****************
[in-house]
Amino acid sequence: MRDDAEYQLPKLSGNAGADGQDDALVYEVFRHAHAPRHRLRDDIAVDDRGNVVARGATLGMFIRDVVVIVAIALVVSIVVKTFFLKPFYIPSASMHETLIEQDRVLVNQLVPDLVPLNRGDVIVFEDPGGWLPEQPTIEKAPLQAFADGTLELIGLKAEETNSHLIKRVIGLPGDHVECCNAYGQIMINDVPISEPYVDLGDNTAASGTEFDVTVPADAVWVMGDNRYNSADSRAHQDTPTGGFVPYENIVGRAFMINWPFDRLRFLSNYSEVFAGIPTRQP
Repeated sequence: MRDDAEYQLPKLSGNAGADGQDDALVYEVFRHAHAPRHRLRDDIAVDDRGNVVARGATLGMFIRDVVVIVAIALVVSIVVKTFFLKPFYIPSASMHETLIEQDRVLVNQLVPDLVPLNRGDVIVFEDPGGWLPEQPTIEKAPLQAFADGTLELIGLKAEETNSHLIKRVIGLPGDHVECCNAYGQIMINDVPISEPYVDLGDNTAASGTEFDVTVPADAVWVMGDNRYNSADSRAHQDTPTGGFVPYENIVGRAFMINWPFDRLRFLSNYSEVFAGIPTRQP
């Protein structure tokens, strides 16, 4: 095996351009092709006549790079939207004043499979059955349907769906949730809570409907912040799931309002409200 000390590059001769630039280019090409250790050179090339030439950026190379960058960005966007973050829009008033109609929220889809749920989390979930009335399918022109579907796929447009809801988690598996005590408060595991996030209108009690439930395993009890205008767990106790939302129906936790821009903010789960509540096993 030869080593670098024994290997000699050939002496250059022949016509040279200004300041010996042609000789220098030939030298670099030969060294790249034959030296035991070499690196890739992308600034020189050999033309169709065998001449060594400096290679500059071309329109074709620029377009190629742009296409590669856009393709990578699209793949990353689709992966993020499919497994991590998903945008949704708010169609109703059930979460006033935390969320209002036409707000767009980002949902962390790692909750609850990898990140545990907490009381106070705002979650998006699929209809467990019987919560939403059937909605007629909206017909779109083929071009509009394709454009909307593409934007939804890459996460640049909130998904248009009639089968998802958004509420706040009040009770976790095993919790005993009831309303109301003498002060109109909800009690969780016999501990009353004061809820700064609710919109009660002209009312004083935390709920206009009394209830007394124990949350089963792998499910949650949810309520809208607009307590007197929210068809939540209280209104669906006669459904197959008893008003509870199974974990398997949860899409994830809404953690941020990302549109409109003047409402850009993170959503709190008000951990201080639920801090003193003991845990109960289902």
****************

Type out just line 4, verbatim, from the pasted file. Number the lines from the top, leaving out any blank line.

């Protein structure tokens, strides 16, 4: 095996351009092709006549790079939207004043499979059955349907769906949730809570409907912040799931309002409200 000390590059001769630039280019090409250790050179090339030439950026190379960058960005966007973050829009008033109609929220889809749920989390979930009335399918022109579907796929447009809801988690598996005590408060595991996030209108009690439930395993009890205008767990106790939302129906936790821009903010789960509540096993 030869080593670098024994290997000699050939002496250059022949016509040279200004300041010996042609000789220098030939030298670099030969060294790249034959030296035991070499690196890739992308600034020189050999033309169709065998001449060594400096290679500059071309329109074709620029377009190629742009296409590669856009393709990578699209793949990353689709992966993020499919497994991590998903945008949704708010169609109703059930979460006033935390969320209002036409707000767009980002949902962390790692909750609850990898990140545990907490009381106070705002979650998006699929209809467990019987919560939403059937909605007629909206017909779109083929071009509009394709454009909307593409934007939804890459996460640049909130998904248009009639089968998802958004509420706040009040009770976790095993919790005993009831309303109301003498002060109109909800009690969780016999501990009353004061809820700064609710919109009660002209009312004083935390709920206009009394209830007394124990949350089963792998499910949650949810309520809208607009307590007197929210068809939540209280209104669906006669459904197959008893008003509870199974974990398997949860899409994830809404953690941020990302549109409109003047409402850009993170959503709190008000951990201080639920801090003193003991845990109960289902």